Ethan Couch apprehended in Mexico

The Couch case is an immediate flashpoint for numerous people who feel justice was not served in his case. The now 18-year-old Ethan Couch, a.k.a. the Affluenza kid, received a light sentence for killing four in a drunk-driving collision in 2013. His attorney argued successfully that he was so spoiled and rich that he did not know right from wrong.

Recently, Couch was featured in a video that showed him drinking and playing beer pong, clearly in violation of the conditions of his parole. The video found its way to the police. Additionally, Couch failed to arrive for a parole check-in. The police started looking for him and discovered he had vanished with his mother, Tonya Couch. They were eventually tracked to Puerto Vallarta.

Both son and mother were apprehended and arrested in Mexico. Currently the mother has been returned to the U.S., and Ethan remains in custody in Mexico. He may be sentenced to 10 years in jail for violating his probation. Whether he faces other charges is unclear at this time.

The case upset a number of people from all walks off life given the nature of the egregious behavior that led to the deaths of four people on June 15, 2013, in Burleson, Texas. At the time, he was driving on a restricted license, was inebriated and speeding. He lost control of his vehicle and ran into a group of people standing by a disabled SUV, subsequently hitting a parked car that was trying to help the people in the SUV.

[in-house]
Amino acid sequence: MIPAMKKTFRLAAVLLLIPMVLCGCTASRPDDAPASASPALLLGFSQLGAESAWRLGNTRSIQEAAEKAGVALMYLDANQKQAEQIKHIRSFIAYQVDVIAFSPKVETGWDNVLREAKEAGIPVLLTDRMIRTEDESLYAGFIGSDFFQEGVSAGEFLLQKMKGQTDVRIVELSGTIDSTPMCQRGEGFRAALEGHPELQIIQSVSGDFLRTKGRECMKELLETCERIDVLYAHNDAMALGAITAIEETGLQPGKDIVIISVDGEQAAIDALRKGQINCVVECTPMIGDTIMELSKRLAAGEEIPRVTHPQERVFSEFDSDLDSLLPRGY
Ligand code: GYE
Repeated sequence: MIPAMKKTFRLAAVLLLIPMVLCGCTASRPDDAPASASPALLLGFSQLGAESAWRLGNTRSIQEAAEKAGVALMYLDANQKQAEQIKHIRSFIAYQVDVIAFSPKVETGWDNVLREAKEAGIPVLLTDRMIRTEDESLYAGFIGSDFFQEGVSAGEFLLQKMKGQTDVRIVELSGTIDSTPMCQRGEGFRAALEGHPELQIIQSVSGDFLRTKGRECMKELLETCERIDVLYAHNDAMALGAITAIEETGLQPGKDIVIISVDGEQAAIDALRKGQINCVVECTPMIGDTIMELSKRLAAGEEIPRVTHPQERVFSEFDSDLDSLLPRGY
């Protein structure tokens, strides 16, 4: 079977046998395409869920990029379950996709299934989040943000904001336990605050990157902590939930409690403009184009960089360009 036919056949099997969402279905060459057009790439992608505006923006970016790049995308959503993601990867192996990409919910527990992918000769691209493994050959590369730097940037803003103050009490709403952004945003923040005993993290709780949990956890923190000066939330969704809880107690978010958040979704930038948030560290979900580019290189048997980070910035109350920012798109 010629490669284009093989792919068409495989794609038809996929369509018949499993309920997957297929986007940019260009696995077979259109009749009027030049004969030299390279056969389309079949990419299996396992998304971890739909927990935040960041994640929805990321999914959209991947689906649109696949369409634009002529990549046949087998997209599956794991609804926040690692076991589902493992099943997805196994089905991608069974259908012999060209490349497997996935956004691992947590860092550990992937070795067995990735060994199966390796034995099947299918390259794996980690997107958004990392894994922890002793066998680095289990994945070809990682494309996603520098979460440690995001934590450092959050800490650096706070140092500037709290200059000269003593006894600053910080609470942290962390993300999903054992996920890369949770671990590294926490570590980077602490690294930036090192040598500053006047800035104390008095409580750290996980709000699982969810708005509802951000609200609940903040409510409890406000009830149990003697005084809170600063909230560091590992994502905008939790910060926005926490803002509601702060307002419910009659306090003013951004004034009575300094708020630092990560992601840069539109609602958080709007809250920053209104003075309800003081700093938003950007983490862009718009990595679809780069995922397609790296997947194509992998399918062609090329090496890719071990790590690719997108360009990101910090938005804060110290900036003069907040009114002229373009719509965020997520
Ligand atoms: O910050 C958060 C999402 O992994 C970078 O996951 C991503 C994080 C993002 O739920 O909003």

Nine people were injured in that crash, two passengers in Couch’s truck sustained catastrophic injuries and four died. Couch was charged with four counts of intoxication manslaughter and two counts of intoxication assault. His ten-year probation and treatment in a low security “posh” facility sparked outrage across the nation. Why didn’t he get transferred to adult court and face the full weight of the law?

Indeed, why didn’t he? It is a question that continues to haunt many of those who worked the case, many in the legal community, parents and police officers. Plaintiff’s attorneys cringe when this case is mentioned. It is their sworn duty to find justice for the victims in cases just like this. Was justice served in the Couch case? Clearly, it was not.

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